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Table 1 Summary of size estimation methods. The continuity of this table is across four pages

From: Summarizing methods for estimating population size for key populations: a global scoping review for human immunodeficiency virus research

Sampling method Description Assumption Strength Weakness
Capture-recapture [15] Assesses the overlaps between incomplete case lists from multiple independent data sets 1) the selected sampled population is a good representation of the whole population
2) the sample is a closed population
3) able to match individuals in both datasets;
4) individuals have an equal likelihood of being captured
Simple and easy to use for researchers Capture biases: not everyone has an equal chance of being captured;
Estimates would be too high if matches were not identified or too low if recaptures were matched incorrectly
Multiplier [16] Two independent sources of data are used to make the estimation, including an authentic count or list of the population whose size is being estimated and a survey of the populations whose size is being estimated There is accurate demographic and geographic information of the key population Simple and easy to use The quality of the data can cause bias; the resulting survey samples may not be fully representative of the key population
Delphi [17] Estimating the size of key populations by the individual judgment of several experts The estimation from an expert team could accurately reflect the reality Low cost with high efficiency The estimation may be subjective and not reliable because of the quality of the expert team; Lack of strategies to deal with the disparity between the experts
Mapping [18] The locations of the key population are systematically identified and mapped to estimate the size of the key population The quality of the data can be guaranteed by the full involvement of the key populations The estimate is made with transparency The missing of some geographical locations may underestimate the size of key populations; overestimation may happen if the key population frequently attend multiple locations
Workbook [19] The key population is identified first and then the estimates are combined with the total population to calculate the proportion of the key population in a specific region Typically used in countries or regions where the epidemic is low and concentrated The estimate is made with transparency; errors can be prevented by automatic consistency and audit check In some countries, data may be limited because of stigma and discrimination among the key populations and legal issues, which may make data unreliable or of poor quality
Network scale-up [20] Respondents are asked about the behaviors of acquaintances from their social network to estimate the number of key populations from the social network of each respondent The average size of personal networks of key populations and the population as a whole are the same;
People can accurately report the behaviors of acquaintances from their social networks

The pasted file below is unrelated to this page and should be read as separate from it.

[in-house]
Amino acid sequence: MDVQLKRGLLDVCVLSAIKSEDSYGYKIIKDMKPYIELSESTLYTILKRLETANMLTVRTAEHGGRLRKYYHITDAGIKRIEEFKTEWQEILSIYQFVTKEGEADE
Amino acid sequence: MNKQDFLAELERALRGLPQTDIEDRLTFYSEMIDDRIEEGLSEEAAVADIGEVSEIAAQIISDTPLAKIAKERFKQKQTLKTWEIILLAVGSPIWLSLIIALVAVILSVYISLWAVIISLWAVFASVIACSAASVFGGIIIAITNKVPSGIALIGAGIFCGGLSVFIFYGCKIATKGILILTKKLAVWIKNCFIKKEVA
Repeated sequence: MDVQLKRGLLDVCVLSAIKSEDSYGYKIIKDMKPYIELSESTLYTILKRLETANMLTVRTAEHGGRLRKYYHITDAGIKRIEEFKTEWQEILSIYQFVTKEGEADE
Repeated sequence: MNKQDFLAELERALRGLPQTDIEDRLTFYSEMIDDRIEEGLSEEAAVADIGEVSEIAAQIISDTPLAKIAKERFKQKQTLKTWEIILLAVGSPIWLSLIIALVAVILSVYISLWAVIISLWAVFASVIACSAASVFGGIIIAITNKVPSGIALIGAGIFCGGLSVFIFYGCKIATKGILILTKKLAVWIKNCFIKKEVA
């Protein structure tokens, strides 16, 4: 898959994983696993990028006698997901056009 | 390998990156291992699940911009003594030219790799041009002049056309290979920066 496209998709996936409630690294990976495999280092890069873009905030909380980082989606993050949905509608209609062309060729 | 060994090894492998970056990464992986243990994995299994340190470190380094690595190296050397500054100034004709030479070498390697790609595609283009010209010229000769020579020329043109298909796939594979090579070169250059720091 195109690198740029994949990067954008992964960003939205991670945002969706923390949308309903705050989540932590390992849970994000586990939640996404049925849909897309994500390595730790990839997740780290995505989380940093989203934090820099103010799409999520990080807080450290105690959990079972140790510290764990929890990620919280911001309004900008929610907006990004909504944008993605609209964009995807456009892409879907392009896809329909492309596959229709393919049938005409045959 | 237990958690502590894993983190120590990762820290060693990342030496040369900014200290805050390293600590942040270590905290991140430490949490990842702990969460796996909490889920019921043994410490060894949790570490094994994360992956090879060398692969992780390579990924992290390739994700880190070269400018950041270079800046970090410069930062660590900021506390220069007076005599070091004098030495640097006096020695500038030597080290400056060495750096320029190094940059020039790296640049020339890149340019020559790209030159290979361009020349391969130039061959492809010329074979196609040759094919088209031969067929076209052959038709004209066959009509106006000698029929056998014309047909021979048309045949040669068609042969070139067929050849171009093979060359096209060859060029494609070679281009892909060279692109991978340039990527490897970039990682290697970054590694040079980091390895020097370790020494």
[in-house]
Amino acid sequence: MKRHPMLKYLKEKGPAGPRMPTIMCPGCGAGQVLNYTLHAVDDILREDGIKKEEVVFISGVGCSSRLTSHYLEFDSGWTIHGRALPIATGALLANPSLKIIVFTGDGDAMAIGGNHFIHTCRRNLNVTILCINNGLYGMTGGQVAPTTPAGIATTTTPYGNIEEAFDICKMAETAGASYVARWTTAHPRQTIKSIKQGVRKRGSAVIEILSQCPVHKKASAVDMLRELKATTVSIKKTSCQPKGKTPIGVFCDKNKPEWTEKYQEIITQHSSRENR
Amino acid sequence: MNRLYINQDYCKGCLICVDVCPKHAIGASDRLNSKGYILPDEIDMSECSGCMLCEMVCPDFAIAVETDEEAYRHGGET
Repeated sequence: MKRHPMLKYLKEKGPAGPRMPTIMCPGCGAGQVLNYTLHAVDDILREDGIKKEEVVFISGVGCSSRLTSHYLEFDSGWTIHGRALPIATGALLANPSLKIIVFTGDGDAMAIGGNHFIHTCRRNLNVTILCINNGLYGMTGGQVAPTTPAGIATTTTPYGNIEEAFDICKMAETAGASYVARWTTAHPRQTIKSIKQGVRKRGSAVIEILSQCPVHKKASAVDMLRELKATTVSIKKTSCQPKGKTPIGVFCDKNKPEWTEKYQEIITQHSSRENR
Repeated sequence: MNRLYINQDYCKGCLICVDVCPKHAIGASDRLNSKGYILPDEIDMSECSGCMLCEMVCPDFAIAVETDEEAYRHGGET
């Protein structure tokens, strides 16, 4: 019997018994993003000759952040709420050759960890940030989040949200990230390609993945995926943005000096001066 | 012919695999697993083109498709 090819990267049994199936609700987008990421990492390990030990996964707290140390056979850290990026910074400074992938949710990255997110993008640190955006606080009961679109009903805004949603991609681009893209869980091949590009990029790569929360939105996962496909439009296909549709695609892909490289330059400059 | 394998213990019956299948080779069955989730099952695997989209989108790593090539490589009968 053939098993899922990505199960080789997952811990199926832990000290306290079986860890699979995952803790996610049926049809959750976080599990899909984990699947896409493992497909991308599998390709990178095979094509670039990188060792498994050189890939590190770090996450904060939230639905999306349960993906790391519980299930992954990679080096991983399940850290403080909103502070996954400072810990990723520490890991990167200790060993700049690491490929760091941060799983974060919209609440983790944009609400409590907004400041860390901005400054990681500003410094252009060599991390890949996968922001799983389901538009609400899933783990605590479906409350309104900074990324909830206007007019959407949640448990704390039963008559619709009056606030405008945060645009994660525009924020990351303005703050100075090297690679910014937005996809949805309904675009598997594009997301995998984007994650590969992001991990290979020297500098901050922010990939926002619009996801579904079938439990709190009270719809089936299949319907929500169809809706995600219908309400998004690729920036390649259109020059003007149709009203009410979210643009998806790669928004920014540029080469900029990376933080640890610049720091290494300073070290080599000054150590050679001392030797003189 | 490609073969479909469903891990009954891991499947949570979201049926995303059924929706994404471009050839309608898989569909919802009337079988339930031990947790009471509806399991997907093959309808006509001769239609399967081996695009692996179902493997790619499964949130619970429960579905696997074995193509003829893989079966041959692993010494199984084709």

The privacy of the key populations is protected because the researchers do not directly contact them The respondents may ignore key populations among their acquaintances (transmission error); Obtaining a representative sample is challenging because of stigma and discrimination
Respondent Driven Sampling [21] A sample from the key population is selected purposively and then these selected individuals are given coupons to
recruit other key populations from their social network
Recruiters randomly pass coupons to their social network members who are members of the key populations;
Every participant has only one chance to receive the coupon and is
equally likely to be recruited;
The Respondent-Driven Sampling method is an effective sampling method for estimating hard-to-reach networked populations with no sampling frames Limited recruitment within the key populations may lead to biased estimates
Bayesian Estimation [22] The key population size is estimated following Bayes' theorem, which is based on a prior probability distribution If there exists some prior knowledge, like prior probability, the Bayesian method is suitable It can solve the problem when there is no direct data to estimate the population size for a specified geographical area through survey sampling studies by utilizing empirical data Bayesian methods might be subjective, due to different researchers with different prior beliefs
Stochastic Simulation [23] Estimating the size of a certain population (e.g., HIV-positive) using epidemiologic data using the Monte Carlo method Parameters are based on the data from representative clinical trials or observational cohort studies Stochastic simulation makes it possible to naturally produce plausibility intervals for estimates in the face of uncertainty First, some complex simulation process is quite time-consuming. Second, thanks to different kinds of parameters setting and the unknown quality of observed data, the robustness of some simulation model estimates is not stable
Laska-Meisner-Siegel Estimation [24] Based on a single sample and in a single venue, it is an unbiased estimator for the size of a population This method assumes that we only have a one-time sampling This estimation method is time- and resources- saving, when comparing with capture-recapture This method only requires one single sample, thus its estimation accuracy might be lower than other several times sampling estimation methods